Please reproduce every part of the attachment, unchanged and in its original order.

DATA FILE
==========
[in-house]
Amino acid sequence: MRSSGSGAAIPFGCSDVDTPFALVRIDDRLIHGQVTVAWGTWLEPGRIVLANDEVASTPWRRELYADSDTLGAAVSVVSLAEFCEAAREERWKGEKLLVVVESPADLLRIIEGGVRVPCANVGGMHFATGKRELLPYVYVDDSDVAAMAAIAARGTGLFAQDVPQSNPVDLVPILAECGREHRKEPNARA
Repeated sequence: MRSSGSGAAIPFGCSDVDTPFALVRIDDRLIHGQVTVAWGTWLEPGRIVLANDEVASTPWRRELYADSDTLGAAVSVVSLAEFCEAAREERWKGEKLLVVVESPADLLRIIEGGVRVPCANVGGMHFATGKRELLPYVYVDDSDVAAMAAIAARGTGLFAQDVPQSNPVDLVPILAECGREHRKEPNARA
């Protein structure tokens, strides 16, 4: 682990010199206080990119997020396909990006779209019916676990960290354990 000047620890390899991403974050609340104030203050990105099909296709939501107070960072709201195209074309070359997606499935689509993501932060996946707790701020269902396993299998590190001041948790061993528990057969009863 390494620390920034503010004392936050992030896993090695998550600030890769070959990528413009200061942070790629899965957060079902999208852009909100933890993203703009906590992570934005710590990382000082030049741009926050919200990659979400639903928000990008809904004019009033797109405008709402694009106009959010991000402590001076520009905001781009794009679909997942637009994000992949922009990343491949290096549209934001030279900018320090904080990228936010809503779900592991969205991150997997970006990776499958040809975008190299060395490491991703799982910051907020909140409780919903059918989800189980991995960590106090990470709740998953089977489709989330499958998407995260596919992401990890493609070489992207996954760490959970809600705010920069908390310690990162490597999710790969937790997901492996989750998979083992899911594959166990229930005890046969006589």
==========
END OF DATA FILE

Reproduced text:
[in-house]
Amino acid sequence: MRSSGSGAAIPFGCSDVDTPFALVRIDDRLIHGQVTVAWGTWLEPGRIVLANDEVASTPWRRELYADSDTLGAAVSVVSLAEFCEAAREERWKGEKLLVVVESPADLLRIIEGGVRVPCANVGGMHFATGKRELLPYVYVDDSDVAAMAAIAARGTGLFAQDVPQSNPVDLVPILAECGREHRKEPNARA
Repeated sequence: MRSSGSGAAIPFGCSDVDTPFALVRIDDRLIHGQVTVAWGTWLEPGRIVLANDEVASTPWRRELYADSDTLGAAVSVVSLAEFCEAAREERWKGEKLLVVVESPADLLRIIEGGVRVPCANVGGMHFATGKRELLPYVYVDDSDVAAMAAIAARGTGLFAQDVPQSNPVDLVPILAECGREHRKEPNARA
């Protein structure tokens, strides 16, 4: 682990010199206080990119997020396909990006779209019916676990960290354990 000047620890390899991403974050609340104030203050990105099909296709939501107070960072709201195209074309070359997606499935689509993501932060996946707790701020269902396993299998590190001041948790061993528990057969009863 390494620390920034503010004392936050992030896993090695998550600030890769070959990528413009200061942070790629899965957060079902999208852009909100933890993203703009906590992570934005710590990382000082030049741009926050919200990659979400639903928000990008809904004019009033797109405008709402694009106009959010991000402590001076520009905001781009794009679909997942637009994000992949922009990343491949290096549209934001030279900018320090904080990228936010809503779900592991969205991150997997970006990776499958040809975008190299060395490491991703799982910051907020909140409780919903059918989800189980991995960590106090990470709740998953089977489709989330499958998407995260596919992401990890493609070489992207996954760490959970809600705010920069908390310690990162490597999710790969937790997901492996989750998979083992899911594959166990229930005890046969006589």